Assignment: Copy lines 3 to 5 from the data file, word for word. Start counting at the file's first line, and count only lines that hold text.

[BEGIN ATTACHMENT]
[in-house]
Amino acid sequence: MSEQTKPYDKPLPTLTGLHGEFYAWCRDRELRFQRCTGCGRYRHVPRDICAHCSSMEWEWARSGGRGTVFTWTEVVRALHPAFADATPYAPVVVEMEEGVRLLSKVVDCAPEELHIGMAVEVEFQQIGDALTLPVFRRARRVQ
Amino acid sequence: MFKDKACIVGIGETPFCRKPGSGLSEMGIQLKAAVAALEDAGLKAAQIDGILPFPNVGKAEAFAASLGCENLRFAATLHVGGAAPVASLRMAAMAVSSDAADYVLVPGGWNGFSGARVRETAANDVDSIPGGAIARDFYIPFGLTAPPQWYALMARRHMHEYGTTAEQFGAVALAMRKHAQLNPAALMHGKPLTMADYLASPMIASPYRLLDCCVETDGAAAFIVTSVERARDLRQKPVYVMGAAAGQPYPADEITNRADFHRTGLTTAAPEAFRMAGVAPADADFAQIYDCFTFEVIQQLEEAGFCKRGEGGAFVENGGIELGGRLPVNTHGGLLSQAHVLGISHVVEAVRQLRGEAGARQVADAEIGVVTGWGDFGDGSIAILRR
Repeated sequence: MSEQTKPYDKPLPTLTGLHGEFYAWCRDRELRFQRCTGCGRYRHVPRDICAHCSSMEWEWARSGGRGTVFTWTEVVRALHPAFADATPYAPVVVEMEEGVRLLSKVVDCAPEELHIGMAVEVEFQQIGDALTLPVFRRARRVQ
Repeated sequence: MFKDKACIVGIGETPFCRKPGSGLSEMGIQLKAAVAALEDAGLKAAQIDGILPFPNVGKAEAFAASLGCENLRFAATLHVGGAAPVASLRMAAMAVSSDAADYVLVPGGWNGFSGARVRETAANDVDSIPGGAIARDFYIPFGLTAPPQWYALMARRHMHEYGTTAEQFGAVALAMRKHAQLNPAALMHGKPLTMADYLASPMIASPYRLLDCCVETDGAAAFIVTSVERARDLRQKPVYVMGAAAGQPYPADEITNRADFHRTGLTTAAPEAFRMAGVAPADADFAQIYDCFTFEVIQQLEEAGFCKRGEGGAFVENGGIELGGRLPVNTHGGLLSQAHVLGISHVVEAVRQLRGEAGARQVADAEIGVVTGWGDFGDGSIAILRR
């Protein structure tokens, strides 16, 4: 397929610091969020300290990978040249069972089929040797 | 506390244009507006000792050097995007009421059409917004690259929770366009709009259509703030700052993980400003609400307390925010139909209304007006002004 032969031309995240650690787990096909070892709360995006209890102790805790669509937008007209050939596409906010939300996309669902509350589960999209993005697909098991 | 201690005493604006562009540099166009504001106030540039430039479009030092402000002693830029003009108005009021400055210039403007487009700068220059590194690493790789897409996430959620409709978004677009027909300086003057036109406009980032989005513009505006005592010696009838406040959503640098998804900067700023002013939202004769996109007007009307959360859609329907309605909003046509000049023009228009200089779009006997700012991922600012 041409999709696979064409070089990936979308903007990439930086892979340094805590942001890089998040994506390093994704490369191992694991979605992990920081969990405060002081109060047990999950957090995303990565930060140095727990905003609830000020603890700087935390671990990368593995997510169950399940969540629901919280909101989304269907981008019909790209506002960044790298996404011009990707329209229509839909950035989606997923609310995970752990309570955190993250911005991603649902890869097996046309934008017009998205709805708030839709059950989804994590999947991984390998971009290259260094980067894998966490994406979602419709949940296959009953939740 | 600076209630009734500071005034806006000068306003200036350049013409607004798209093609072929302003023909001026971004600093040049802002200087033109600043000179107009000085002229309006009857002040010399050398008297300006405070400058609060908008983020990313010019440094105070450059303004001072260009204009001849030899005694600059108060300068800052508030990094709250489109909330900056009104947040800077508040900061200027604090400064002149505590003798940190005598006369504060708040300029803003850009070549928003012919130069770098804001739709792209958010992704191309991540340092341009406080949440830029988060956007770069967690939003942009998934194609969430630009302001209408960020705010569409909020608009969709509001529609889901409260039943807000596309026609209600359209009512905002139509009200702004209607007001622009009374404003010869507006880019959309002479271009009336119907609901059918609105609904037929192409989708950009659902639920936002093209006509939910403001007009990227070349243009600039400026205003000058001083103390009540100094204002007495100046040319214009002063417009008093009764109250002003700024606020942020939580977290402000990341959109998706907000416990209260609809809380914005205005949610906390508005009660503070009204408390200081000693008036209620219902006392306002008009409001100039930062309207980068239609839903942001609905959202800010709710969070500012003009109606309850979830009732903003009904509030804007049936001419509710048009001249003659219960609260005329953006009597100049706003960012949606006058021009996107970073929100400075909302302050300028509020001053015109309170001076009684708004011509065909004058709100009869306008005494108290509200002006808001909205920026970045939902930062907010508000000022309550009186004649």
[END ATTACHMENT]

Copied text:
Amino acid sequence: MFKDKACIVGIGETPFCRKPGSGLSEMGIQLKAAVAALEDAGLKAAQIDGILPFPNVGKAEAFAASLGCENLRFAATLHVGGAAPVASLRMAAMAVSSDAADYVLVPGGWNGFSGARVRETAANDVDSIPGGAIARDFYIPFGLTAPPQWYALMARRHMHEYGTTAEQFGAVALAMRKHAQLNPAALMHGKPLTMADYLASPMIASPYRLLDCCVETDGAAAFIVTSVERARDLRQKPVYVMGAAAGQPYPADEITNRADFHRTGLTTAAPEAFRMAGVAPADADFAQIYDCFTFEVIQQLEEAGFCKRGEGGAFVENGGIELGGRLPVNTHGGLLSQAHVLGISHVVEAVRQLRGEAGARQVADAEIGVVTGWGDFGDGSIAILRR
Repeated sequence: MSEQTKPYDKPLPTLTGLHGEFYAWCRDRELRFQRCTGCGRYRHVPRDICAHCSSMEWEWARSGGRGTVFTWTEVVRALHPAFADATPYAPVVVEMEEGVRLLSKVVDCAPEELHIGMAVEVEFQQIGDALTLPVFRRARRVQ
Repeated sequence: MFKDKACIVGIGETPFCRKPGSGLSEMGIQLKAAVAALEDAGLKAAQIDGILPFPNVGKAEAFAASLGCENLRFAATLHVGGAAPVASLRMAAMAVSSDAADYVLVPGGWNGFSGARVRETAANDVDSIPGGAIARDFYIPFGLTAPPQWYALMARRHMHEYGTTAEQFGAVALAMRKHAQLNPAALMHGKPLTMADYLASPMIASPYRLLDCCVETDGAAAFIVTSVERARDLRQKPVYVMGAAAGQPYPADEITNRADFHRTGLTTAAPEAFRMAGVAPADADFAQIYDCFTFEVIQQLEEAGFCKRGEGGAFVENGGIELGGRLPVNTHGGLLSQAHVLGISHVVEAVRQLRGEAGARQVADAEIGVVTGWGDFGDGSIAILRR